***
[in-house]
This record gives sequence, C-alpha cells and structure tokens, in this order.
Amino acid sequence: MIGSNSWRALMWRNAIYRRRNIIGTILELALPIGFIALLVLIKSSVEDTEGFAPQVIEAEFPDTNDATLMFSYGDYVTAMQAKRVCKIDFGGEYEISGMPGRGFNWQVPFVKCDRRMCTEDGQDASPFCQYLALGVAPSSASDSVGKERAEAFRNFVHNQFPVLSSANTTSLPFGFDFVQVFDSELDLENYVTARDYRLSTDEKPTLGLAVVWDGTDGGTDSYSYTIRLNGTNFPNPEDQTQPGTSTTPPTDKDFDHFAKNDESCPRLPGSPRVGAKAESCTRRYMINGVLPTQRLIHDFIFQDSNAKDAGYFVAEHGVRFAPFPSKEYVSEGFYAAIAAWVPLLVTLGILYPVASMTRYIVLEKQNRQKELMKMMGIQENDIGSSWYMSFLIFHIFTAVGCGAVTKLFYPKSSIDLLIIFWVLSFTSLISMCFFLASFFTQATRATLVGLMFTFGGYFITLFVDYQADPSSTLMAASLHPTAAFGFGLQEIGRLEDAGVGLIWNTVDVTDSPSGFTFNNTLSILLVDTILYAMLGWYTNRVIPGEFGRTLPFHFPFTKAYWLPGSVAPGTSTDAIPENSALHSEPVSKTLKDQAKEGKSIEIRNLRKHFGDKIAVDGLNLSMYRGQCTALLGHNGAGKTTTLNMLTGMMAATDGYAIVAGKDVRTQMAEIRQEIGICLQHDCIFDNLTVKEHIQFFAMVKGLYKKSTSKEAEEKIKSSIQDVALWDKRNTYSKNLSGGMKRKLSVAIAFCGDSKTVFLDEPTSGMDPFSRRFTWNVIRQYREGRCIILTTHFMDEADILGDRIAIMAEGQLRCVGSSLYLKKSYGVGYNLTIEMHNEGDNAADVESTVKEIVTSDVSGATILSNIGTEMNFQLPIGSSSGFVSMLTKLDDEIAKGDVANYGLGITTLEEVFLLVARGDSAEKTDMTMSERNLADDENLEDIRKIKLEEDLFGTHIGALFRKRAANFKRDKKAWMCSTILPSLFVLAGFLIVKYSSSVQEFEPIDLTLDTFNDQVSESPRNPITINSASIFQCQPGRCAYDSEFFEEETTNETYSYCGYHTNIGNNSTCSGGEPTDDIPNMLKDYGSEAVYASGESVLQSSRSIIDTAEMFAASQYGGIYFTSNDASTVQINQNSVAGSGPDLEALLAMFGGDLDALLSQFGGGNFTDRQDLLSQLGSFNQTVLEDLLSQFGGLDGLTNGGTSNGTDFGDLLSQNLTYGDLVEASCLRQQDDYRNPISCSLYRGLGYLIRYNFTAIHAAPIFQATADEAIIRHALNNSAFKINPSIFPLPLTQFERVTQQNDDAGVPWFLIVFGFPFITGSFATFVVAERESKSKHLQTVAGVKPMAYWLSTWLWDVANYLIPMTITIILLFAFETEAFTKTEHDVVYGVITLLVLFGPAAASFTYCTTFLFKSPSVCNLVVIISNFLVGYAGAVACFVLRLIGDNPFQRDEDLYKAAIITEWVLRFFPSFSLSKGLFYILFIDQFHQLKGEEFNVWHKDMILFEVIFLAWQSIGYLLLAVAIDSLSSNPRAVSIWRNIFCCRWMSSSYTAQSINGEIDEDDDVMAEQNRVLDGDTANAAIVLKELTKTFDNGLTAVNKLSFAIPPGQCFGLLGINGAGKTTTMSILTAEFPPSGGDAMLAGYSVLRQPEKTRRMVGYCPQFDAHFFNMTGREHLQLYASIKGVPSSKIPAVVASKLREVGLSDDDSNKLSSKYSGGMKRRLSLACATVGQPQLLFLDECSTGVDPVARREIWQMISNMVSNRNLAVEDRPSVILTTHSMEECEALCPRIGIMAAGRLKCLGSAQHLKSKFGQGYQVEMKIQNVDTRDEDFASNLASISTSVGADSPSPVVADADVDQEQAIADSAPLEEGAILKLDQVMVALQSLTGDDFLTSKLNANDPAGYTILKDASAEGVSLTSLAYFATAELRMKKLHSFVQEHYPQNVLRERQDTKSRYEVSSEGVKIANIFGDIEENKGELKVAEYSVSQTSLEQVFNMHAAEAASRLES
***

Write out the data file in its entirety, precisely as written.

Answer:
[in-house]
This record gives sequence, C-alpha cells and structure tokens, in this order.
Amino acid sequence: MIGSNSWRALMWRNAIYRRRNIIGTILELALPIGFIALLVLIKSSVEDTEGFAPQVIEAEFPDTNDATLMFSYGDYVTAMQAKRVCKIDFGGEYEISGMPGRGFNWQVPFVKCDRRMCTEDGQDASPFCQYLALGVAPSSASDSVGKERAEAFRNFVHNQFPVLSSANTTSLPFGFDFVQVFDSELDLENYVTARDYRLSTDEKPTLGLAVVWDGTDGGTDSYSYTIRLNGTNFPNPEDQTQPGTSTTPPTDKDFDHFAKNDESCPRLPGSPRVGAKAESCTRRYMINGVLPTQRLIHDFIFQDSNAKDAGYFVAEHGVRFAPFPSKEYVSEGFYAAIAAWVPLLVTLGILYPVASMTRYIVLEKQNRQKELMKMMGIQENDIGSSWYMSFLIFHIFTAVGCGAVTKLFYPKSSIDLLIIFWVLSFTSLISMCFFLASFFTQATRATLVGLMFTFGGYFITLFVDYQADPSSTLMAASLHPTAAFGFGLQEIGRLEDAGVGLIWNTVDVTDSPSGFTFNNTLSILLVDTILYAMLGWYTNRVIPGEFGRTLPFHFPFTKAYWLPGSVAPGTSTDAIPENSALHSEPVSKTLKDQAKEGKSIEIRNLRKHFGDKIAVDGLNLSMYRGQCTALLGHNGAGKTTTLNMLTGMMAATDGYAIVAGKDVRTQMAEIRQEIGICLQHDCIFDNLTVKEHIQFFAMVKGLYKKSTSKEAEEKIKSSIQDVALWDKRNTYSKNLSGGMKRKLSVAIAFCGDSKTVFLDEPTSGMDPFSRRFTWNVIRQYREGRCIILTTHFMDEADILGDRIAIMAEGQLRCVGSSLYLKKSYGVGYNLTIEMHNEGDNAADVESTVKEIVTSDVSGATILSNIGTEMNFQLPIGSSSGFVSMLTKLDDEIAKGDVANYGLGITTLEEVFLLVARGDSAEKTDMTMSERNLADDENLEDIRKIKLEEDLFGTHIGALFRKRAANFKRDKKAWMCSTILPSLFVLAGFLIVKYSSSVQEFEPIDLTLDTFNDQVSESPRNPITINSASIFQCQPGRCAYDSEFFEEETTNETYSYCGYHTNIGNNSTCSGGEPTDDIPNMLKDYGSEAVYASGESVLQSSRSIIDTAEMFAASQYGGIYFTSNDASTVQINQNSVAGSGPDLEALLAMFGGDLDALLSQFGGGNFTDRQDLLSQLGSFNQTVLEDLLSQFGGLDGLTNGGTSNGTDFGDLLSQNLTYGDLVEASCLRQQDDYRNPISCSLYRGLGYLIRYNFTAIHAAPIFQATADEAIIRHALNNSAFKINPSIFPLPLTQFERVTQQNDDAGVPWFLIVFGFPFITGSFATFVVAERESKSKHLQTVAGVKPMAYWLSTWLWDVANYLIPMTITIILLFAFETEAFTKTEHDVVYGVITLLVLFGPAAASFTYCTTFLFKSPSVCNLVVIISNFLVGYAGAVACFVLRLIGDNPFQRDEDLYKAAIITEWVLRFFPSFSLSKGLFYILFIDQFHQLKGEEFNVWHKDMILFEVIFLAWQSIGYLLLAVAIDSLSSNPRAVSIWRNIFCCRWMSSSYTAQSINGEIDEDDDVMAEQNRVLDGDTANAAIVLKELTKTFDNGLTAVNKLSFAIPPGQCFGLLGINGAGKTTTMSILTAEFPPSGGDAMLAGYSVLRQPEKTRRMVGYCPQFDAHFFNMTGREHLQLYASIKGVPSSKIPAVVASKLREVGLSDDDSNKLSSKYSGGMKRRLSLACATVGQPQLLFLDECSTGVDPVARREIWQMISNMVSNRNLAVEDRPSVILTTHSMEECEALCPRIGIMAAGRLKCLGSAQHLKSKFGQGYQVEMKIQNVDTRDEDFASNLASISTSVGADSPSPVVADADVDQEQAIADSAPLEEGAILKLDQVMVALQSLTGDDFLTSKLNANDPAGYTILKDASAEGVSLTSLAYFATAELRMKKLHSFVQEHYPQNVLRERQDTKSRYEVSSEGVKIANIFGDIEENKGELKVAEYSVSQTSLEQVFNMHAAEAASRLES